Small Businesses and Entrepreneurs are the unsung heroes of many cities around the world. SMEs form the backbone of Europe and the USA too, and their importance to the cultural fabric of our societies has been put to the test during the Covid-19 pandemic.
From the IT service provider working from a spare room in his house, to a freelance photographer, to a wedding planner, a moms-and-pops corner shop to architects, dentists and lawyers, Small to Medium Enterprises have taken strain since March 2020 in these uncertain times of change. SMEs affect some 60 percent of Europe’s workforce and a little more than 65 percent in the USA, while contributing to 60 percent of their regions’ business economies. However, they are less resilient to weather the Covid-19 storms than large corporations and multi-national franchises.
A new word to our daily vocabulary is “lockdown” and the measures set by states to curb the spread of Covid-19 have caused crises in the economy. Bearing the majority of job losses and business closures, SMEs have been working hard to find solutions to the challenges they face.
The business sectors most affected by the lockdowns have been to the service sectors such as restaurants, tourism, hospitality and retail. One of the solutions SMEs have found is to turn to digital and online functions to bring businesses closer to their customers. There has been an unprecedented increase in new services arising and they seem to be that they will remain in the future too.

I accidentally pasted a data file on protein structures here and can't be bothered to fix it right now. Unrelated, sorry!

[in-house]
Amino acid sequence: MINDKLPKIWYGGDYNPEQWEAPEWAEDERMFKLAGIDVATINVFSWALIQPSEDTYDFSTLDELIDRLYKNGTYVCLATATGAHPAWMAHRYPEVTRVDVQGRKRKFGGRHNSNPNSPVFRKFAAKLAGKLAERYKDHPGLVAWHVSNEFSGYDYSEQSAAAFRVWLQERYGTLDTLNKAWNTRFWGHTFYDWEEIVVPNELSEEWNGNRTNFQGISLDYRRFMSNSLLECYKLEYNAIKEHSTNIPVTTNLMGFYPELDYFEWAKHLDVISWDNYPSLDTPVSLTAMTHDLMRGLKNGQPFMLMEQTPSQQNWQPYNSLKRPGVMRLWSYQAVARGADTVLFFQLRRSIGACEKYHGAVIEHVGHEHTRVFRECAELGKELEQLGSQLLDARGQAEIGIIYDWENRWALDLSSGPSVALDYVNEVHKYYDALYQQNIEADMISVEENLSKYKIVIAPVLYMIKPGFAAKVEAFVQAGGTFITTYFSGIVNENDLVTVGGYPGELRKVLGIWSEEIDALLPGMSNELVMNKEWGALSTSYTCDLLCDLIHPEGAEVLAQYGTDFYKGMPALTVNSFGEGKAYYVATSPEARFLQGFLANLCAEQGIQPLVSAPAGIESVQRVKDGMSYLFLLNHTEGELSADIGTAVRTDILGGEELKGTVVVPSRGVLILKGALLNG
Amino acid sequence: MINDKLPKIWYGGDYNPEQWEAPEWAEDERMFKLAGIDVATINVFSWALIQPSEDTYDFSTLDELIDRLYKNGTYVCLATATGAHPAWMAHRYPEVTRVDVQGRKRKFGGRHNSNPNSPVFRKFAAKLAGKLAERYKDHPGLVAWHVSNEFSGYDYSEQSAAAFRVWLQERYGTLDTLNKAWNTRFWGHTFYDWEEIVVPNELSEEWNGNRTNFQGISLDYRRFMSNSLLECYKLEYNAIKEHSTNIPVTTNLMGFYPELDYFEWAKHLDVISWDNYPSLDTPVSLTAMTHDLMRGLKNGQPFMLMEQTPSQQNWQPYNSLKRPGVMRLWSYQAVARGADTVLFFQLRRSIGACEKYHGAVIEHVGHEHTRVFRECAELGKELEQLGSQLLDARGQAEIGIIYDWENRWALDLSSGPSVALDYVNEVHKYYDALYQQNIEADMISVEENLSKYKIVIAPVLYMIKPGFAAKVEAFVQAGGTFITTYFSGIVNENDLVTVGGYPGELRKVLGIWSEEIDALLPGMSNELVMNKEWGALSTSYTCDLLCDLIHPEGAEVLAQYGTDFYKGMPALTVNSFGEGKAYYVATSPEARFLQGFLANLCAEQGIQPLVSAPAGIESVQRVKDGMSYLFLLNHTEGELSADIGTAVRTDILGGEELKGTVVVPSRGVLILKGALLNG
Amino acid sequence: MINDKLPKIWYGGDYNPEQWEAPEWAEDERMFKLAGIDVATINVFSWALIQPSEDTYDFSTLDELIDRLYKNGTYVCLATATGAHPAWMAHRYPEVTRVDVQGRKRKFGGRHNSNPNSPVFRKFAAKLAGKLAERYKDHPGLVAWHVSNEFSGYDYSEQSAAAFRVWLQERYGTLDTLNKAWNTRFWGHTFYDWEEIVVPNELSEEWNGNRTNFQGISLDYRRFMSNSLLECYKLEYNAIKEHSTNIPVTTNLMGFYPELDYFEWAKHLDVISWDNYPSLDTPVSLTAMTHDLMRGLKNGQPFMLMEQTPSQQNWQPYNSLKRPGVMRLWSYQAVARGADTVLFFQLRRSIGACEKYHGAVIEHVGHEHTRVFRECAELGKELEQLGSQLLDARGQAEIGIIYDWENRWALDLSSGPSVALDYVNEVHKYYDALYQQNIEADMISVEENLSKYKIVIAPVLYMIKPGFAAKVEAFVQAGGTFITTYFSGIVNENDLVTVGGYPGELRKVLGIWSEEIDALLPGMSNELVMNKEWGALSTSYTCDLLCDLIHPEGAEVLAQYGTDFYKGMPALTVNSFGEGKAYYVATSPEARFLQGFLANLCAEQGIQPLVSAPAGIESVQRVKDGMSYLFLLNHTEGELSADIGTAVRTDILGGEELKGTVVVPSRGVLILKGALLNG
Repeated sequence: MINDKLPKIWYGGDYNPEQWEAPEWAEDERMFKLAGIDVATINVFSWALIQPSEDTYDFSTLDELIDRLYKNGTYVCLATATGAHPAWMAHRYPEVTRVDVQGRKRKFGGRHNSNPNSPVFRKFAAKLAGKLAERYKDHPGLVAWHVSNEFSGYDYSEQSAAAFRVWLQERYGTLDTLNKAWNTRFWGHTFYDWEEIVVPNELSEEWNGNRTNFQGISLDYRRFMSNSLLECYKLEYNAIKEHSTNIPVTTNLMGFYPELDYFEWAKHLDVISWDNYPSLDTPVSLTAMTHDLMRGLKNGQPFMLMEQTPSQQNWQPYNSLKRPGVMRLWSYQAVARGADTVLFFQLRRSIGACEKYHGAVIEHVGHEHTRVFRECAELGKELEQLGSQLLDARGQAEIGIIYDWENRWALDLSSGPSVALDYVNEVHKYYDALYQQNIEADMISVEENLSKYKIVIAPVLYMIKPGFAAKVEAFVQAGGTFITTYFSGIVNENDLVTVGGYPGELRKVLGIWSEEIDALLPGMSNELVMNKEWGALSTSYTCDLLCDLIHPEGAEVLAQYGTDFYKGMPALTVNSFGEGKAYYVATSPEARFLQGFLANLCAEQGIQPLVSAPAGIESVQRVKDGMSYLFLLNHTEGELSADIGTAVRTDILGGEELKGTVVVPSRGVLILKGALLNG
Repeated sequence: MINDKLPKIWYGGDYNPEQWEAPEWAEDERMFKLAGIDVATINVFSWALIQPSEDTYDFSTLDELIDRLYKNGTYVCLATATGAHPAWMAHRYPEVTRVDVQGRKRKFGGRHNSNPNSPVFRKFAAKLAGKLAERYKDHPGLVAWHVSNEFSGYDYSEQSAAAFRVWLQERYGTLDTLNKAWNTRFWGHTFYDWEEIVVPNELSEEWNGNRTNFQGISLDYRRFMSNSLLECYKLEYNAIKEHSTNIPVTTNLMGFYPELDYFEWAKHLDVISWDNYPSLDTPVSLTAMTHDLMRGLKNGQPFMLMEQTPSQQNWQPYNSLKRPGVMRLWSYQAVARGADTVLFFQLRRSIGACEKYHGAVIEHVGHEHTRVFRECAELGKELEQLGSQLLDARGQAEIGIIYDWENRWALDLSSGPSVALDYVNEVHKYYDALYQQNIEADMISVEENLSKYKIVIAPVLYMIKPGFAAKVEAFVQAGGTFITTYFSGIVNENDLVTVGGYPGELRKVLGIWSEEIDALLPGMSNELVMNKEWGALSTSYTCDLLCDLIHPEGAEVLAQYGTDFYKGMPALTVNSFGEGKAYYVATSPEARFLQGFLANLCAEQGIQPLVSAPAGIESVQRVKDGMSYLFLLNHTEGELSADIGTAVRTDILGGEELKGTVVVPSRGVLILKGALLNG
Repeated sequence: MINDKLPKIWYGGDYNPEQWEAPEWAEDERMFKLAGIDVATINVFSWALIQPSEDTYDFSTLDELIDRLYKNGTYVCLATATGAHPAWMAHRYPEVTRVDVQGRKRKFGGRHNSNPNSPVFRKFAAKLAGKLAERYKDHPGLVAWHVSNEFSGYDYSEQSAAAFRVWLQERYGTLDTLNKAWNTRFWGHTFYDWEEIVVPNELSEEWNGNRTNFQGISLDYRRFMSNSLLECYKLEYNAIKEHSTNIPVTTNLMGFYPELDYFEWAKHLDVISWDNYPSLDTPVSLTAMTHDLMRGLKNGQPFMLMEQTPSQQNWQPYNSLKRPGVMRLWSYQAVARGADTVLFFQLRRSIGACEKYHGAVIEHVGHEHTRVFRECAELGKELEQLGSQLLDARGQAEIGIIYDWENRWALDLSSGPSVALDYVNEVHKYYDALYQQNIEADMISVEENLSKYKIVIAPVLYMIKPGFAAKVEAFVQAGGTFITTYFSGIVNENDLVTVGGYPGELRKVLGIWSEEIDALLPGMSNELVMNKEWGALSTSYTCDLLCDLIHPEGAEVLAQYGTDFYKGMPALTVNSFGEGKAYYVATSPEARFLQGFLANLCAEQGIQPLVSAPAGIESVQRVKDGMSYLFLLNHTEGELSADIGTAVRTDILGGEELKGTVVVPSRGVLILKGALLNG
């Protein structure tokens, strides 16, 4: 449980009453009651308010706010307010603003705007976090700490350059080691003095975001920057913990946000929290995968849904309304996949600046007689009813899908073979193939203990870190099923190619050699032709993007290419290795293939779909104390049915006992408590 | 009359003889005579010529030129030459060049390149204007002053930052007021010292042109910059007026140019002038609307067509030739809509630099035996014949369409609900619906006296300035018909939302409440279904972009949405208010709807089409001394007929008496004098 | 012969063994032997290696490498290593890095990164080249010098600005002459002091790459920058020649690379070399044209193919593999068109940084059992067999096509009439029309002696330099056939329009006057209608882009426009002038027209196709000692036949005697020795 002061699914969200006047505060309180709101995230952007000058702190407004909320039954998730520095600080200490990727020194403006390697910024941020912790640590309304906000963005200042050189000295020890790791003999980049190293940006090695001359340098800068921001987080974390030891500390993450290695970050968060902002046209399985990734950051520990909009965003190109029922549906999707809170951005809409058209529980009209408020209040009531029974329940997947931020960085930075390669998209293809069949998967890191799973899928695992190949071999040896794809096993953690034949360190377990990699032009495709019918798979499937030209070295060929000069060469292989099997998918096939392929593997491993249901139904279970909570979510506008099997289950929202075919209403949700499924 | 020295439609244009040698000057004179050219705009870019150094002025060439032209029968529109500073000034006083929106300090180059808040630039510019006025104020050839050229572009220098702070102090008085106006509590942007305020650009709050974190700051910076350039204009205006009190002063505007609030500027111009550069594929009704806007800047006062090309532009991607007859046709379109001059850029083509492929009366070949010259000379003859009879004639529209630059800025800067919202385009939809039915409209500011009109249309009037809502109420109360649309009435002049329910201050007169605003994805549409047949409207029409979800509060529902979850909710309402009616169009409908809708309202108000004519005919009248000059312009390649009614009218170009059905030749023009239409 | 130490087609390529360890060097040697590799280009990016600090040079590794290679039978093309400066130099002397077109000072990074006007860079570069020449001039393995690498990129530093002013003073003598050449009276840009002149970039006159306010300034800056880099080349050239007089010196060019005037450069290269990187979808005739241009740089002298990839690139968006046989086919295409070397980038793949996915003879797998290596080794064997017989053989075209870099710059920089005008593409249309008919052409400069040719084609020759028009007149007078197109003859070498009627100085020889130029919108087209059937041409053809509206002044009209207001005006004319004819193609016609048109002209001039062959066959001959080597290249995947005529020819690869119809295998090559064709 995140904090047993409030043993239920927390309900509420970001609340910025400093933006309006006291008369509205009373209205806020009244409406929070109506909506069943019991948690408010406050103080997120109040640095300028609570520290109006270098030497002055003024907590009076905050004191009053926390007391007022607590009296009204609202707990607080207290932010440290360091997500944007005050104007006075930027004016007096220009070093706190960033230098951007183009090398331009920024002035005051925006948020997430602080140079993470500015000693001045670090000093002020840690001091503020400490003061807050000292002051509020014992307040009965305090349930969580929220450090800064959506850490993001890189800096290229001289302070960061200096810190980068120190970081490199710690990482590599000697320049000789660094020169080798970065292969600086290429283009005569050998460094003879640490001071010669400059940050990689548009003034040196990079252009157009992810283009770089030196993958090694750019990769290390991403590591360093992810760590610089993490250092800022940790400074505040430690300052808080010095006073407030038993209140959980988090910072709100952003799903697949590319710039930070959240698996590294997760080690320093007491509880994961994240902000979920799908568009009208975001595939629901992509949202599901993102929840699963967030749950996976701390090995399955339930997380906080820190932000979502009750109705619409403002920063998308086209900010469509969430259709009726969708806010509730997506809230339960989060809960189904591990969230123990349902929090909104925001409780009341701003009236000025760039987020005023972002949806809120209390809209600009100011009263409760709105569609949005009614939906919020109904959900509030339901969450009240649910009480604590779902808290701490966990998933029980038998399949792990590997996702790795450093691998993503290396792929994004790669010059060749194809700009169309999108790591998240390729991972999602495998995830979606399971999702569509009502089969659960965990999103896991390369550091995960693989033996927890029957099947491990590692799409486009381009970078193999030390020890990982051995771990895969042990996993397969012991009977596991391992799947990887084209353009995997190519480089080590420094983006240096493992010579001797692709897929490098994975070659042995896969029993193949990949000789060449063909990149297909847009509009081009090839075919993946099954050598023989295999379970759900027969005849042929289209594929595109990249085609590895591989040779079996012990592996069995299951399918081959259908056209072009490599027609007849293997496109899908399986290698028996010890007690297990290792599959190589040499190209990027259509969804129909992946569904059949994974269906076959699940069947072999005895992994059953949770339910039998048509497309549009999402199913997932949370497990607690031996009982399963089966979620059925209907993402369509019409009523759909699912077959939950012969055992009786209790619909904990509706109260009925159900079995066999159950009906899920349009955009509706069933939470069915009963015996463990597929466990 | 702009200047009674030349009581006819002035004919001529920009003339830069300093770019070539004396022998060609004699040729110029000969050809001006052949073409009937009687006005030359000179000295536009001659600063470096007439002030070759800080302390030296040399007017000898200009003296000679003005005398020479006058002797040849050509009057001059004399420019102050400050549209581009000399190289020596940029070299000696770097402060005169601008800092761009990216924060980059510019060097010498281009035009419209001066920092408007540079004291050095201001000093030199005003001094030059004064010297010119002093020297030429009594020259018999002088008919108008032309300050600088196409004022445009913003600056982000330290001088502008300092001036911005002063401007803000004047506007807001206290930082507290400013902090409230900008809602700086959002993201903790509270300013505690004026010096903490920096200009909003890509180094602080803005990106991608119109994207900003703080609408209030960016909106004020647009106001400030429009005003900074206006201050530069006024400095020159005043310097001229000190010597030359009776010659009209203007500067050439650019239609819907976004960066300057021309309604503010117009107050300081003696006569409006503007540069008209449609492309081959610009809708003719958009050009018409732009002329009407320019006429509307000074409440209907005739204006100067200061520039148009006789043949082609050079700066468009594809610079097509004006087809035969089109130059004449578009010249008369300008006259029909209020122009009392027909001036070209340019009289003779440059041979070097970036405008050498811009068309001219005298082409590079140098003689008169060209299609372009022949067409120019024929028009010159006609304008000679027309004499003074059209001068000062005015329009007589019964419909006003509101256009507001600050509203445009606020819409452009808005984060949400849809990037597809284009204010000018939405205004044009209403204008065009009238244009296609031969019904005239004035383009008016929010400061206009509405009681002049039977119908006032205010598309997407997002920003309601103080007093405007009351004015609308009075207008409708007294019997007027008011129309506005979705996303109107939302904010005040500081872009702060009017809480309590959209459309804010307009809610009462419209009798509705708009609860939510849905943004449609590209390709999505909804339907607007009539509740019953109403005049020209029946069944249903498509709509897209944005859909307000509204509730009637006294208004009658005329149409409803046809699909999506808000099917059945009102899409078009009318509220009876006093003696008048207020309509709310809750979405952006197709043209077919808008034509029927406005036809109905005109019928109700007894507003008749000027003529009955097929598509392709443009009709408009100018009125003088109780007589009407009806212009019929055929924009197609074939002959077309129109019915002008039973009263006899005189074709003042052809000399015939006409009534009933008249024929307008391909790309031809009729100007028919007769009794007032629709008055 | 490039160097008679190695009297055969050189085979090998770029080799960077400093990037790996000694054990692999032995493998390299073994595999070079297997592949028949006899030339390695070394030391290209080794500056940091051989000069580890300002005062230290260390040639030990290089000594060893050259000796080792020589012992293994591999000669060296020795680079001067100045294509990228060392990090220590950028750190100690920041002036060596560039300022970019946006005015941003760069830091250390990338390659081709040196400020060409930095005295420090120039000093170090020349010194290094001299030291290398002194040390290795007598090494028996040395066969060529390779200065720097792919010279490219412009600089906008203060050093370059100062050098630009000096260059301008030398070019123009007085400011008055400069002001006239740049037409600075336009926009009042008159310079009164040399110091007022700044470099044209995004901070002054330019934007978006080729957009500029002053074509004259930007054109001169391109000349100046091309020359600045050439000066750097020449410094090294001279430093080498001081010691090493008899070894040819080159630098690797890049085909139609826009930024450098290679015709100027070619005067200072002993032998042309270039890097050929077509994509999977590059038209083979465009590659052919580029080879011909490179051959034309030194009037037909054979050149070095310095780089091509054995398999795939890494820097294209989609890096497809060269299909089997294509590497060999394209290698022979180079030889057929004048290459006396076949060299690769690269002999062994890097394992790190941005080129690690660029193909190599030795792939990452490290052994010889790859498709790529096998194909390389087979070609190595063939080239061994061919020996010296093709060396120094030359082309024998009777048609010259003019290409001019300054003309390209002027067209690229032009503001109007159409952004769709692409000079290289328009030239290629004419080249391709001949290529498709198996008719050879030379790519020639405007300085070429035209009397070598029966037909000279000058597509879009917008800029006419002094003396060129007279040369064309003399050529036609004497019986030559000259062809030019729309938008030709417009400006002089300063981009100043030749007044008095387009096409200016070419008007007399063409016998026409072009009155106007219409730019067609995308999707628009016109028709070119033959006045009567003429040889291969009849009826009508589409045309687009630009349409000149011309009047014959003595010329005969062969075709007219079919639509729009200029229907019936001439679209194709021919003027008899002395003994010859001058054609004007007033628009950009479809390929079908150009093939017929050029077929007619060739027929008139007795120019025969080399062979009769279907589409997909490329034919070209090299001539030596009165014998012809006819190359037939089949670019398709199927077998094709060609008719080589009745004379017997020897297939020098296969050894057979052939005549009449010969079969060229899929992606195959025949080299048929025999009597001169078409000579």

Using digital processes and technologies, SMEs have been able to develop new ways of doing business and retail sectors have shown the way forward in their adoption of online shopping and deliveries. As lockdown has meant many people were unable to travel to shops, deliveries became a priority. Launching such systems and collaborating with other industries and businesses have seen a number of SMEs able to survive through the Covid-19 measures while still generating revenue.
These times have also shown the importance of financial support infrastructures. Business insurance providers, banking institutions and government stimulus packages have been formulated and rolled out to SMEs. While it might not be considered enough to eradicate the financial impact of Covid-19 on their businesses, it has aided them in lessening job cuts and business interruptions.
Businesses have had to focus on adjusting their risk-taking business practices. Reducing risk is most important for these times. From taking measures for improving health and hygiene for employees and customers, protecting businesses from adverse effects from this time onwards will help their sustainability, and this can be achieved through sound financial education and information.
The aims of SMEs have also been taken up by communities in ever-greater ways. The need for greener services, locally-sourced products, and ethically-derived business has been improved and enhanced by the Covid-19 pandemic’s effects on businesses.
As we know, the consequences of the lockdown on businesses – and on SMEs in particular – are far-reaching for communities, towns and cities. Supporting SMEs isn’t only about its growth and scaling up its business, but it is about building a sustainable future. Their transition from traditional business practices to embracing avenues such as online and digital tools gas ensured they are able to engage in business with their customers. Finding those channels and encouraging customers to support their local favourites has stemmed the damaging effects of the Covid-19 pandemic on economies.